Oil and gas developments emit stray gases to the atmosphere from a multitude of infrastructural sources. In Alberta, these leaks have 2x the greenhouse impact of all cars in the province. In some areas, toxic gases are also a problem. We took on a huge project in 2015 to map these leak sources. In the 12 mos. we’ve driven about 100,000 km, through conventional and unconventional developments, to find out where we should focus our energies on improvement. This project would take years for anyone else, but our new technology lets us do it faster. And, we’re improving the tech all the time!
New agreements to halve energy-sector methane emissions are now upon us! The majority of emissions are thought to originate from a small number of high-volume vents or leaks. How can we detect these very large plumes efficiently, and from far away? How do we quantify their source strength remotely? We are working with vehicle-, drone-, and satellite-based techniques that help industry and governments make decisions. It’s an exciting time with lots to learn! Read (in english or french) the outcomes of our large NRCan project in which we focused on mobile sensing.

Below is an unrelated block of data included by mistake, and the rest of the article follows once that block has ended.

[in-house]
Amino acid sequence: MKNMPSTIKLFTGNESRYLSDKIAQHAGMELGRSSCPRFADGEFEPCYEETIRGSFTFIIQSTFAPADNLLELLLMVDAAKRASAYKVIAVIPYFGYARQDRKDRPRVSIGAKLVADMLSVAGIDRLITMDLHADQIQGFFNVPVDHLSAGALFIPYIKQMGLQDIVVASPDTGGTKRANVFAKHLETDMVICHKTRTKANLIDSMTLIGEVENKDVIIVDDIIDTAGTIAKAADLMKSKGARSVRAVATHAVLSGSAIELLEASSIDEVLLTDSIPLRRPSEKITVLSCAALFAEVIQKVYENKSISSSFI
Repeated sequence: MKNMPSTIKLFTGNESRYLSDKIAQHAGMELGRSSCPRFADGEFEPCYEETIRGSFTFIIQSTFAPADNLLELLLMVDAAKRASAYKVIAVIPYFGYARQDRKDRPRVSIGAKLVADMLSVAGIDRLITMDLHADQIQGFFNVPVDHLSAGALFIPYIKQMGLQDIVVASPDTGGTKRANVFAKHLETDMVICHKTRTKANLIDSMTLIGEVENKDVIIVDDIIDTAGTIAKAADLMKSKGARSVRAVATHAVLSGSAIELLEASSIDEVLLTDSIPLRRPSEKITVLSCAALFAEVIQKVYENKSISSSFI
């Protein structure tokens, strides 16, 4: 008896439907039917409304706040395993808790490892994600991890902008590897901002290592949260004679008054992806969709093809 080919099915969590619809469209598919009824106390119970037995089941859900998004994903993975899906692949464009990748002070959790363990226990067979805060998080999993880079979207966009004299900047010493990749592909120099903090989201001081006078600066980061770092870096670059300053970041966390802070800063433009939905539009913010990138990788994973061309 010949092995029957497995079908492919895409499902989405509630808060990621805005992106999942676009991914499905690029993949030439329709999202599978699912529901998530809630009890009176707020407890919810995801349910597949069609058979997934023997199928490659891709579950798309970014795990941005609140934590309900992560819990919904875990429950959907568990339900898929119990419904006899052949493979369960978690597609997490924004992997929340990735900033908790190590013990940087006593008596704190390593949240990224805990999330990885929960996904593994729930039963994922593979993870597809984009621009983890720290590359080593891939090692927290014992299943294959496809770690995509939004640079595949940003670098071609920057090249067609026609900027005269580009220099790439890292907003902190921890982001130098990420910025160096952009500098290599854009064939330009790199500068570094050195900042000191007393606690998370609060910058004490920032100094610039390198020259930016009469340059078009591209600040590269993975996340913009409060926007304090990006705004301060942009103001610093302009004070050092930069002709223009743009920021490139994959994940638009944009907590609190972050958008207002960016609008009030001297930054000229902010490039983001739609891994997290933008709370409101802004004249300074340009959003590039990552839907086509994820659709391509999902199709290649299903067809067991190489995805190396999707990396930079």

Along with Lisa Kellman’s adjacent Environmental Sciences Lab, we have a fully capable gas lab with capabilities for common gas analyses (two chromatographs and various optical instruments), stable isotopes (Isoprime IRMS), and multiple Picarro and Los Gatos spectrometers.
Lab sensor test facilities include environmental chamber (-70 to +200 degrees), an 8-port 3 MFC gas blender, and multiple benchmarking and process control instruments. Our outdoor test beds include wet, lowland, and arctic-alpine type environments within 4 hour drive from campus. These locations cover a wide range of test conditions from -25 to +35 degrees, gentle or high winds (>100 km/h common), deep snow (>2 m).